No, the Cardinal could not stay, but neither would the Cardinal forget. And wherever he went, he would tell the story of what he himself had witnessed: the famine and the boy who, in the moment of great anguish and distress of his people, reminded the Cardinal of life’s terrible truth — without bread and without love, we cannot survive.

Jesus has taken both the bread and his love and made of them the bread and the love of God, truly the Blessed Sacrament, the Holy Sacrament.

And when we take of God’s bread, we must also remember. We must remember the hunger of the children of the world and how, each day, in our cruel and feckless society, a society of plenty, so many hundreds of them perish.

And if, in our anger, we might be tempted to ask, “Where is God? Where is God? Does He not care?” God, who lives in the cries of His hungry children, responds from their midst and (inaudible) recall the words of Jesus, His Son, the words Jesus spoke to Peter on the shores of the Sea of Galilee, the words when he said to Peter, “If you really love me, then feed my sheep.”

I think I should add a kind of a light-hearted story to all of this, yes, without doing harm to the message of today, which is we are not to worry about ourselves so much, but we should indeed worry about the people, especially the children, who go to bed hungry, the people who feel hopeless, the people who do not wander the world so much as stumble the world.

We are always to remember them and, in remembering them, that is when we receive the body and the blood of Jesus our Lord, because that is where he is. He is in their bodies and in their blood and he is one with them and he must be worshipped no place else but in the people who need God more than all others.

(Inaudible) I had, as you know, a kind of an outspoken mother, who gets into a lot of trouble, when I was a kid, with our pastor, and the pastor held views which my mother held, but her views were different to the pastor’s, so sometimes there were little clashes going on, back and forth.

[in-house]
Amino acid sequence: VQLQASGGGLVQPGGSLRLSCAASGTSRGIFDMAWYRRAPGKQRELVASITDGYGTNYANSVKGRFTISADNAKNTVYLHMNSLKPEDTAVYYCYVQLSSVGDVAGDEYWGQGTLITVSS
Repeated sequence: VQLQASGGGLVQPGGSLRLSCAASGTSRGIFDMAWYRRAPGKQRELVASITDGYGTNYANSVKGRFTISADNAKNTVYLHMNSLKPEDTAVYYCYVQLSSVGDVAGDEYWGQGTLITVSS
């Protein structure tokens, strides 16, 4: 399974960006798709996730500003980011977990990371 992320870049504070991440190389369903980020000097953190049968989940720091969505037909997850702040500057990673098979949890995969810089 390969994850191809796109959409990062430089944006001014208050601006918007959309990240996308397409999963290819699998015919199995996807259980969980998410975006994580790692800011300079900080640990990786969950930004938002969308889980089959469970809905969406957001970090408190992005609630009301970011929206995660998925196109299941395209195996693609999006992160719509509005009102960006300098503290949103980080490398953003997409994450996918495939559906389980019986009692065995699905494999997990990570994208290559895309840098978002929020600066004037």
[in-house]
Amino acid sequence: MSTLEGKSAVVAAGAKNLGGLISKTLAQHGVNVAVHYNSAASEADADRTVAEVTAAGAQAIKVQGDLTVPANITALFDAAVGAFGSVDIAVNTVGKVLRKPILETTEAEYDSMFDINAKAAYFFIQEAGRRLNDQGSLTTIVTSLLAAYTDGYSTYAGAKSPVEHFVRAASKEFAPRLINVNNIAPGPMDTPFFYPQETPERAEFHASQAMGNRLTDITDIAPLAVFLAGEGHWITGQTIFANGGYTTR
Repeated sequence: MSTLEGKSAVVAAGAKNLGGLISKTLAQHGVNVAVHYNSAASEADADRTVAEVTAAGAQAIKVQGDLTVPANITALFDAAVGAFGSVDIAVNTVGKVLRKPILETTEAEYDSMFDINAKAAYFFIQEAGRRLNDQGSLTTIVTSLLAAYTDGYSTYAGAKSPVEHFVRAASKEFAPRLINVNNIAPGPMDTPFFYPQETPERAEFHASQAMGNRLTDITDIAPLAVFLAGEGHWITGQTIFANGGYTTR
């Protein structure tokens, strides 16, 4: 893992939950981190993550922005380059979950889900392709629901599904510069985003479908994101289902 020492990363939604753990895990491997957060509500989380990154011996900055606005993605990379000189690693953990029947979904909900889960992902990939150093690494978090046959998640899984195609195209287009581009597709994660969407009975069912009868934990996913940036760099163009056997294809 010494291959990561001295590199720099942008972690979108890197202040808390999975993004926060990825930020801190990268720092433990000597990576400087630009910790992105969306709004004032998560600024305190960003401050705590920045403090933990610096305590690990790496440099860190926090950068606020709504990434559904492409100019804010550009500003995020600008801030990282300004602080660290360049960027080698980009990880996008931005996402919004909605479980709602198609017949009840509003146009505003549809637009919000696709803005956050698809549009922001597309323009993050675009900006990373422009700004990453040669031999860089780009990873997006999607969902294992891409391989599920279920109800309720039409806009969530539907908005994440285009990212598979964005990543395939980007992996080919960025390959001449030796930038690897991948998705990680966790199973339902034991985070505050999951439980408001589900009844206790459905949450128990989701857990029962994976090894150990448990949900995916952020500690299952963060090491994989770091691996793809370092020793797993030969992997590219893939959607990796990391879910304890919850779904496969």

And my father and I used to like to tease my mother about it. So, one time, after she was criticising the sermon going home in the car, my father says to her, winking at me, bringing me into the conspiracy, he says, “Sarah Jane, you complain so much about the homilies in the church, that I really wonder why you go to church at all.”

And, like a shot, she said the famous words which we all know, “I go for the bread.”

Remember that. You don’t have to read all those theology books. “I go for the bread.”

Happy Corpus Christi!


The Bread That Gives Life

Bread That Gives Life

In this beautiful homily for Corpus Christi, Year A, Father Hanly helps us understand the meaning and importance of the Living Bread.

Readings for the Most Holy Body and Blood of Christ, Year A

  • First Reading: Deuteronomy 8:2-3, 14-16
  • Responsorial Psalm: Psalms 147:12-13, 14-15, 19-20
  • Second Reading: First Corinthians 10:16-17
  • Gospel: John 6:51-58

Written Homily

Today we celebrate the Feast of Corpus Christi, the Body of Christ, or better known as the Feast of the Body and Blood of Christ.

Today’s homily will be in three parts. The first one is called “the famine,” the second is “the living bread,” and the third and final segment is “saving the world.”

We begin with the Famine.

As you probably remember in the country of Ethiopia during the three years of famine from 1984 to 1986, over one million Ethiopians died of hunger. And during that terrible time, the well-known Cardinal Hume of Westminster Cathedral in London made a pastoral visitation there. Upon his return to England, he told the following story and these are his words:

“On one occasion, I boarded a helicopter that flew me to a mountain settlement high up in the hills where people were starving and waiting for food, food which perhaps was never to arrive.

“When I stepped out of the helicopter, a little boy of ten ran up to me and took hold of my hand. He wore only a loin cloth around his waist. And for the whole time I was there, he would not let go of my hand.

“As we walked around the settlement, the boy never spoke a word. But where so ever we stopped to talk to a group of people, he would raise his free hand and point to his mouth. And with the other hand, he lifted mine and rubbed it gently up and down his own cheek.